Does the moon influence how a wine tastes? Biodynamics in brief
If you’ve been anywhere near a trendy wine bar or retail shop in the last five years, especially in wine-savvy cities across Europe and in the United States, chances are you’ve heard this word. A lot.
Recently, I’ve been hearing it a lot more.
As organic products, sustainability, and mind-body living become increasingly significant to American consumers, (see “Largest dollar gain ever for the booming organic sector even with supply challenges, says OTA survey“, if you think I’m exaggerating), there is a measurable growing interest in and demand for Biodynamic wines.
This is certainly apparent on the retails sales floor in Los Angeles wine shops. No longer a wine geek secret, Biodynamic wines have captured the imagination of a broader demographic of Eco-conscious and conscientious consumers.
The thing is, while more people are asking about Biodynamic wines than ever before, these same people often have no idea what it means or why it matters.
Evocative and memorable; the logical combination of the root bio (from the Greekbios – life) and word dynamics, “the branch of mechanics that deals with the motionand equilibrium of systems under the action of forces” (Dictionary.com), “Biodynamics” is both an agricultural system and a practice; a philosophy, lifestyle, and to some, a religion.
It’s like a hybrid of yoga, Ayurveda and astrology for wine-with a generous dose of mysticism for good measure.
As its etymological roots suggest, it is has everything to do with life, systems, forces, and maintaining equilibrium.
And, not unlike those aforementioned topics, Biodynamics is simple in essence, yet expansive in nature. It’s hard to define.
Here’s my stab at a simple definition: Biodynamics is a holistic, ecological, and ethical approach to agriculture, informed by the cycles of nature.
Its principles and practices are inspired by the work of Austrian theosophist and scholar Dr. Rudolph Steiner (1861-1925), who gave a series of lectures in 1924 outlining “the spiritual foundations for a renewal of agriculture.” These lectures inspired the Biodynamic movement that today offers guidelines that may be applied to all forms of agriculture, such as grape growing, as well as gardening, food and nutrition. His lectures were compiled into a book, What is Biodynamics: A Way to Heal and Revitalize the Earth, and is a must-read for anyone interested in sustainable living.
As it relates to wine, a founding belief of Biodynamics is that if the ecosystem of a vineyard is in perfect harmony, there will be no disease and thus no need for pesticides. It ensures all Biodynamic wines are free of any man-made chemicals. This should register as pretty important to my yogi readers (no to mention anyone trying to consume cleaner, purer, less toxic products.)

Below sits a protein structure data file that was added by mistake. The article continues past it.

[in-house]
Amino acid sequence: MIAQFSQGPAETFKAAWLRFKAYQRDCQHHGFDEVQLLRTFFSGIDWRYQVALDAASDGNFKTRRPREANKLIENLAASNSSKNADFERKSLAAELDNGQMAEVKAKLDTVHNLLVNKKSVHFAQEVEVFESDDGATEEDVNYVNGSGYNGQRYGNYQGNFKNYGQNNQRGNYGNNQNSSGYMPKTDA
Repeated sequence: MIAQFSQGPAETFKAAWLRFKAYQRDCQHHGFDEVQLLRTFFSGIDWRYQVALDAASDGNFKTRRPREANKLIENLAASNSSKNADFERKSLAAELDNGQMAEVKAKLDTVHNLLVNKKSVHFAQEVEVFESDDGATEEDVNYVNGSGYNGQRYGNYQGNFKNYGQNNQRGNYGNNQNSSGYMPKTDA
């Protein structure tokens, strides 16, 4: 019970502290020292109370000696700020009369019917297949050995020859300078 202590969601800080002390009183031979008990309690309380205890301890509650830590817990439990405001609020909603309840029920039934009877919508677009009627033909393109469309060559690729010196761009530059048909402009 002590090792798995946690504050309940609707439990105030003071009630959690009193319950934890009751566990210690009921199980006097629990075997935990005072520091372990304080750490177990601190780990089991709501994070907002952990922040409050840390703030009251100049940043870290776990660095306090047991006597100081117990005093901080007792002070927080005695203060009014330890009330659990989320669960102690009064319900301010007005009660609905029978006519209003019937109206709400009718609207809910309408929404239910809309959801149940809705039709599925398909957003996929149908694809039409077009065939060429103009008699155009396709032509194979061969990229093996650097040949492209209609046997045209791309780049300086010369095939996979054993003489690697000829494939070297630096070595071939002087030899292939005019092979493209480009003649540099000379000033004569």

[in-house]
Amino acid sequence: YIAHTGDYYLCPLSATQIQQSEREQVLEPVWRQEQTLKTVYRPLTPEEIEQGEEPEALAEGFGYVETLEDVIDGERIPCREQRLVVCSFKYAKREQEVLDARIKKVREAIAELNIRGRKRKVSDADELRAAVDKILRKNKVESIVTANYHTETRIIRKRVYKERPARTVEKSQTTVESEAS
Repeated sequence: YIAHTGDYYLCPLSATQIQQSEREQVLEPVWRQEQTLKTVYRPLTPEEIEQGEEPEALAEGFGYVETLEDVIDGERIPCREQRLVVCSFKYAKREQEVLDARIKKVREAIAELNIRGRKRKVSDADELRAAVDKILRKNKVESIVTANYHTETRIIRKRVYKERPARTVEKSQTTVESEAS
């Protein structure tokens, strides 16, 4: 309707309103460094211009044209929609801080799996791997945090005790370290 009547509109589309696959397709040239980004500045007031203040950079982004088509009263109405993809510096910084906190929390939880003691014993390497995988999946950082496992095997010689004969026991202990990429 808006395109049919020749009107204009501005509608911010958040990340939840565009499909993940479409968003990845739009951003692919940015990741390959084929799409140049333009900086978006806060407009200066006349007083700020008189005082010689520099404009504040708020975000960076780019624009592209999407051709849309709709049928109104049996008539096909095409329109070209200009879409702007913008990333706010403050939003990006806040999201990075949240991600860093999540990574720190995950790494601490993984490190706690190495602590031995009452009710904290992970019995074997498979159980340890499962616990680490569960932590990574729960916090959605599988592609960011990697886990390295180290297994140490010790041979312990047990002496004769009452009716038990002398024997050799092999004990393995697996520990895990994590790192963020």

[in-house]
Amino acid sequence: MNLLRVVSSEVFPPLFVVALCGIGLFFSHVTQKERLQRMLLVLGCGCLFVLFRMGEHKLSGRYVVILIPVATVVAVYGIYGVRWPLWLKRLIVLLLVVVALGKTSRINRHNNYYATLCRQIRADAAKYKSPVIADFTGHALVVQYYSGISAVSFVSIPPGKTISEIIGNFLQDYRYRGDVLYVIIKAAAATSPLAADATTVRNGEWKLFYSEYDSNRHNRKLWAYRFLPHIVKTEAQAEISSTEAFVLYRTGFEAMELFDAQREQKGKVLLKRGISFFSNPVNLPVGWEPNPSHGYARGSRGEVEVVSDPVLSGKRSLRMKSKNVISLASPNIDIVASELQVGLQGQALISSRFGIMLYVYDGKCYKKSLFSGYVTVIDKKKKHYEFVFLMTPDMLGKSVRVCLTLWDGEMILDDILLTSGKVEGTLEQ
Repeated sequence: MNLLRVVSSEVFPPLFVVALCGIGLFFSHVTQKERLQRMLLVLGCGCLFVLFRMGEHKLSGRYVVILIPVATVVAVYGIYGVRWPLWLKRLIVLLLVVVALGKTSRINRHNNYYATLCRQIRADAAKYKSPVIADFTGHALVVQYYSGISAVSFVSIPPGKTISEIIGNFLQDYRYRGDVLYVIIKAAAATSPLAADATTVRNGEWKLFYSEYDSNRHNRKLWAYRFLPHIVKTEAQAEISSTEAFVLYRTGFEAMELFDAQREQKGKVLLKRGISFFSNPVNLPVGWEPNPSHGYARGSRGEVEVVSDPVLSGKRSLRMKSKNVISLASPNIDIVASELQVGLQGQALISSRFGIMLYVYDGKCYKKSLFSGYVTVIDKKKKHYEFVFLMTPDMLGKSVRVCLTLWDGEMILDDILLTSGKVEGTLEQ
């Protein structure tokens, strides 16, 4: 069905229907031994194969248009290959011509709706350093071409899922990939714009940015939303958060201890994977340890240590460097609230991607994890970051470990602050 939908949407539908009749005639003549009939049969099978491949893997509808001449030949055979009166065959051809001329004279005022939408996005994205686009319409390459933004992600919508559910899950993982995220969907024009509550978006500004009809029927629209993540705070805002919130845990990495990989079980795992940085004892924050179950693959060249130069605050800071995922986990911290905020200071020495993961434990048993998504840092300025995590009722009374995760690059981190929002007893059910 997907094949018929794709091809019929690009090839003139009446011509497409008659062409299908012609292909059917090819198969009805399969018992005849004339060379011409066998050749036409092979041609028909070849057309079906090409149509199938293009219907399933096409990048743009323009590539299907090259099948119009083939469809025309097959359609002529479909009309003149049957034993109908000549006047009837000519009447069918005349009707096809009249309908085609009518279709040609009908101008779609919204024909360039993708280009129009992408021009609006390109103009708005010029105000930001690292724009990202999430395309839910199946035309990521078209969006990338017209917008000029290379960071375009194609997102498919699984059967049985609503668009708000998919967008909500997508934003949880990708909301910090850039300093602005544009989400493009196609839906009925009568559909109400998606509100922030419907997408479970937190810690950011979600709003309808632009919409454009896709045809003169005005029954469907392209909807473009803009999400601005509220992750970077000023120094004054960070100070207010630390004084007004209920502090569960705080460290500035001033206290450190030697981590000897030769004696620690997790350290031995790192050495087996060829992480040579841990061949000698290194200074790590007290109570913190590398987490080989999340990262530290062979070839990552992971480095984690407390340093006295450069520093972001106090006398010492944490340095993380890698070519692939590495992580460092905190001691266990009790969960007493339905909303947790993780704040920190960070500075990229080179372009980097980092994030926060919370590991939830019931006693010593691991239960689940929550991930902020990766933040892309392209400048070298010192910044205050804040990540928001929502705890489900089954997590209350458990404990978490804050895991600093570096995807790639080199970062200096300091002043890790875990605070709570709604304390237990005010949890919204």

Other protocols include vineyard work done manually or with the assistance of animals such as a horse and plow (no machines), the use of preparations and cover crops to naturally maintain soil health, harvesting grapes by hand, exclusively native yeast fermentations, and the list goes on.
“Biodynamic farmers strive to create a diversified, balanced farm ecosystem that generates health and fertility as much as possible from within the farm itself…Biodynamic practitioners also recognize and strive to work in cooperation with the subtle influences of the wider cosmos on soil, plant and animal health.” – Biodynamics Association
Followers of Biodynamics believe that all elements in the production process are in a synergistic relationship with the forces of nature and that everything–from the microbes in the soil to the grapes on the vine and even the finished wine in the bottle–is alive and responding to the moon’s rhythms.
According to Biodynamics, the cycles of the moon govern not just when it is optimal to prune vines and pick grapes, but also the best times to taste wines.
Yup. Biodynamically speaking, there are good days and bad days for tasting wine. It is also believed that the same wine will taste different on different days of the year. Maria Thun’s Biodyanmic calendar categorizes days into four cycles: “root,” “leaf”, “fruit” or “stem.” These cycles are lunar in origin and relate to the moon’s impact on the vital forces of the plant. In this system, wines are believed to taste their best on “fruit” days. It is not advised to taste wine on “root” days.Whether the Biodynamic calendar is scientifically accurate is a debated subject between believers and non-believers, with convincing arguments on both sides.
Whether you believe a wine tastes better on a “fruit” day or whether Biodynamic wines in general are “better” than other wines is ultimately up to you. However, even the biggest skeptics of Biodynamics will concede that to the extent that Biodynamic winemaking is very hard, labor-intensive work done by passionate, committed people with a calling to produce wine free of chemicals, pesticides, and other stabilizers, it is often the case that wines made this way, Biodynamic or no, are better.
Not just better tasting, but better for the environment and better for our bodies.
And from a mindfulness perspective, these are exactly the kinds of wines conscious drinkers should seek out.
-Chiara Rose Shannon
“The mechanics may appear complex but the premise is simple.This planet, and everything on it, is an integral part of both the solar system and the cosmos: every last blade of grass is affected by the whole.” -The Biodynamic Association of India
To assure consistency and quality when shopping for Biodynamic wine, look for the certification logo on the back label of the wine bottle from an agency such as Demeter, the oldest and best-known Biodynamic certification organization.
Is it a Fruit Day or a Root Day? Here’s an easy to understand Biodynamic Calendar Infographic.
For more information about Biodynamics including history, research, and how to get involved, click here.